Photographer: Ronin

Christie Pits

7. Christie Pits Park

Canadians' love of sports is on full display at Christie Pits Park, one of the best spots for skating or playing volleyball in Toronto. Strangely enough, the park was named after the co-founder of the Christie & Brown Cookie Company.

We know cities aren’t always the most fun destination for children, and that’s another reason to visit Christie Pits Park. Your little ones will love navigating the labyrinth or whirling around at lightning speed on the playground spinner! Maybe they’ll even join us on the Cyr Wheel in the future.

Dufferin Grove

8. Dufferin Grove Park

Gather around the firepit as the smell of melting marshmallows fills the air. As much a community gathering place as it is a park, Dufferin Grove Park provides a space for people to cook outdoors, play table tennis, and skate right outside the nearby mall.

However, it’s also home to a reflexology path. Stemming from ancient times, this massage art was once practiced by Egyptians to soothe tired feet. While you’re probably not a pharaoh, walking like an Egyptian may still serve as the perfect remedy for tired feet following a long day of shopping.


9. Sorauren Avenue Park

After World War II, Toronto saw an influx of European immigrants seeking bright futures far from the devastation back home. While the Roncesvalles neighborhood has become more diverse over time, you can still see its unique Polish history through cultural festivals and the many traditional delis that sell delicious kielbasa sausages.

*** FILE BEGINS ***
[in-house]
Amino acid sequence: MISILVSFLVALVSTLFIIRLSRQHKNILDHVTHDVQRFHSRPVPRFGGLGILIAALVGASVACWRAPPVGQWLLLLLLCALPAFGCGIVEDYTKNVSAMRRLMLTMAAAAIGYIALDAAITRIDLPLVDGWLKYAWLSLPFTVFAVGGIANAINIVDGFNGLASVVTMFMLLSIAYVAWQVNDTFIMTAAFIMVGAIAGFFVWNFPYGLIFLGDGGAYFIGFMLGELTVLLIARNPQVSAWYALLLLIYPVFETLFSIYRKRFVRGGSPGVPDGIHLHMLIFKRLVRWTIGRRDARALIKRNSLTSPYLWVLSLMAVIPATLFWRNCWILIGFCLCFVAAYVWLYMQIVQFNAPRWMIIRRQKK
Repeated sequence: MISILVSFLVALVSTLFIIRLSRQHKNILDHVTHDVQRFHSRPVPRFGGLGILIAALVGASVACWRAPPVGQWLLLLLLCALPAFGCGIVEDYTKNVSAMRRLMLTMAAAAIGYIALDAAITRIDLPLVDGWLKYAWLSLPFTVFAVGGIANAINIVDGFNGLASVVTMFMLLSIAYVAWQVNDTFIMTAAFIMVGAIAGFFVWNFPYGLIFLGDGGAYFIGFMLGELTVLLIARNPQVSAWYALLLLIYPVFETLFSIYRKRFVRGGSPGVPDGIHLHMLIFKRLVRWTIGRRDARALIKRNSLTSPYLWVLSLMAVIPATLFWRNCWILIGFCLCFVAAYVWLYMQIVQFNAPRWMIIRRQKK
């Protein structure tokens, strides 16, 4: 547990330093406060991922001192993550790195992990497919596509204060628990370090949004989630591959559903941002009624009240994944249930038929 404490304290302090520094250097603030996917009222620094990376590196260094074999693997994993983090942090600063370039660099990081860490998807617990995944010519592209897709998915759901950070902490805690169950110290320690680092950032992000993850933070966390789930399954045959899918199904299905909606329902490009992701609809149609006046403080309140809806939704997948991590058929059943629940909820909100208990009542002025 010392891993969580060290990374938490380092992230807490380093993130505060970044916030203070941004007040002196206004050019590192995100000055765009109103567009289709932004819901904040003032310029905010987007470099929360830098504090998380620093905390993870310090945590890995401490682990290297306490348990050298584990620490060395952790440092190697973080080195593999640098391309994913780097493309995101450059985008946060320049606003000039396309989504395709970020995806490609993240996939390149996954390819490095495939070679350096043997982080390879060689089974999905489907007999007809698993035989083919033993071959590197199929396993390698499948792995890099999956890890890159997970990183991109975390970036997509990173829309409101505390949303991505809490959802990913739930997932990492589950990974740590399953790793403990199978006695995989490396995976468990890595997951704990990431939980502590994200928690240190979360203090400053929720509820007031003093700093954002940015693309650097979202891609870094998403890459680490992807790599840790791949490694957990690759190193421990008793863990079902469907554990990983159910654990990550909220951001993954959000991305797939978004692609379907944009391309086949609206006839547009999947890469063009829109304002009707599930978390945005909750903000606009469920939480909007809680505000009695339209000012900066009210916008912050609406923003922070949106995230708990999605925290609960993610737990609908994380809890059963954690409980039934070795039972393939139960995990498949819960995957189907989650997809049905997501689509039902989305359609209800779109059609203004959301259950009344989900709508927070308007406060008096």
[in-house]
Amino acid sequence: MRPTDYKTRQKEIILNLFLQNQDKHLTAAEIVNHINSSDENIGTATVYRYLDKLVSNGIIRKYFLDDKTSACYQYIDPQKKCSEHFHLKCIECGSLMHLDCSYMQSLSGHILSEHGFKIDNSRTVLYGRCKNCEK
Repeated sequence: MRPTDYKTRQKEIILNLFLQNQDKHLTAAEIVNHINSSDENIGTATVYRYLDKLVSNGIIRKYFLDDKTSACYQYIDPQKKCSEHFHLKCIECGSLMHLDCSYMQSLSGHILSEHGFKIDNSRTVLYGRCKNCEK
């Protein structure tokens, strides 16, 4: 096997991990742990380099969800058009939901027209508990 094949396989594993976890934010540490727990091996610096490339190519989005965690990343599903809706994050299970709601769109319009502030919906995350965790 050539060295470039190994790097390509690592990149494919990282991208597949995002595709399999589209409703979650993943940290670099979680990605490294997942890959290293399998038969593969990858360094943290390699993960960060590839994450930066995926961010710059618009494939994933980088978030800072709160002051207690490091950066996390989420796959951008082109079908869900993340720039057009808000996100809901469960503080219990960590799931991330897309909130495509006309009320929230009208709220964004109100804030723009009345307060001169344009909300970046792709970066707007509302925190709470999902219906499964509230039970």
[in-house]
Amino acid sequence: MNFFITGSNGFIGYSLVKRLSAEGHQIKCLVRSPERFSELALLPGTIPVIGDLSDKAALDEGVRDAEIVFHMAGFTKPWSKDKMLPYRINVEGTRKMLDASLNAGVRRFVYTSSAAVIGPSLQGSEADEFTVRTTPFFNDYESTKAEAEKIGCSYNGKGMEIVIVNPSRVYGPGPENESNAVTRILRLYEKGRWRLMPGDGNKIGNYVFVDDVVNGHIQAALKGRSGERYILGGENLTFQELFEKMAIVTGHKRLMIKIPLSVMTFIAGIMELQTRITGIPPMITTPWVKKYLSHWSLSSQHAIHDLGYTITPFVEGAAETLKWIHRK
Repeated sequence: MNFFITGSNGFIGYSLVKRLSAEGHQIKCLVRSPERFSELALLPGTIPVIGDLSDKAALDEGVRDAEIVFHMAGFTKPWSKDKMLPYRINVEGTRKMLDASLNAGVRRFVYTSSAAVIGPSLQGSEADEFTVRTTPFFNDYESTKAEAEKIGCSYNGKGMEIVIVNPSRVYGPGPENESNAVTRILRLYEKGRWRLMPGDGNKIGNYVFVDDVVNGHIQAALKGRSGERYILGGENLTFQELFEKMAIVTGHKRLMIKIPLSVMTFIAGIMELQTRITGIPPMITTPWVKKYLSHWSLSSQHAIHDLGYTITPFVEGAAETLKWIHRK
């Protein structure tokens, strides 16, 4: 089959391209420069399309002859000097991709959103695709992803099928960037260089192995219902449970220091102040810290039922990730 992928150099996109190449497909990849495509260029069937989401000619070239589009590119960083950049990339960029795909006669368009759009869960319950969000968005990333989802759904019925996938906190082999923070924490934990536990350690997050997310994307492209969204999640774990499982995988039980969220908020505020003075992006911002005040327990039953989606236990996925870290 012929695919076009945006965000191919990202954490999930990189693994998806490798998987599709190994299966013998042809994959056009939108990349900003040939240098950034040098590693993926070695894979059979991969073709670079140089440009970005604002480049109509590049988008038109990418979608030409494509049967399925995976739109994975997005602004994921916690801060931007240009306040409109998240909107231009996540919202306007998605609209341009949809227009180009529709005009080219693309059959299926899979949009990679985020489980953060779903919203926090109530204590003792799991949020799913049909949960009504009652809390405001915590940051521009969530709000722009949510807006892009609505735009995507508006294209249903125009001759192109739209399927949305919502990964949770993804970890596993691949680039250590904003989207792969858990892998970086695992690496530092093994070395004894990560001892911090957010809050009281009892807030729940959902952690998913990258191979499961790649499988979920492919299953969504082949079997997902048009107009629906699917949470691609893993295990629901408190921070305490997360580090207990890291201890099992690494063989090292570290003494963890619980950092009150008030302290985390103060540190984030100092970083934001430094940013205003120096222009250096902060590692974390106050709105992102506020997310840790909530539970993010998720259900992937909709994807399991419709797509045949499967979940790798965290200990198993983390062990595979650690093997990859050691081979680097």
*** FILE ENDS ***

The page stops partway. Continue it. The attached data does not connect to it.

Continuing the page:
Situated in the heart of the neighborhood, you’ll find Sorauren Avenue Park. Here, the locals gather to sell fresh produce at farmers markets and join exciting events. What’s on the agenda? RC car races, pumpkin parades, and outdoor movies!


10. Earlscourt Park

Take a walk through Toronto’s unofficial Italian district. While not as well-known as Little Italy, Corso Italia draws its heritage from generations of Italian families. They transformed this humble neighborhood into a bustling hub of charming restaurants and shops.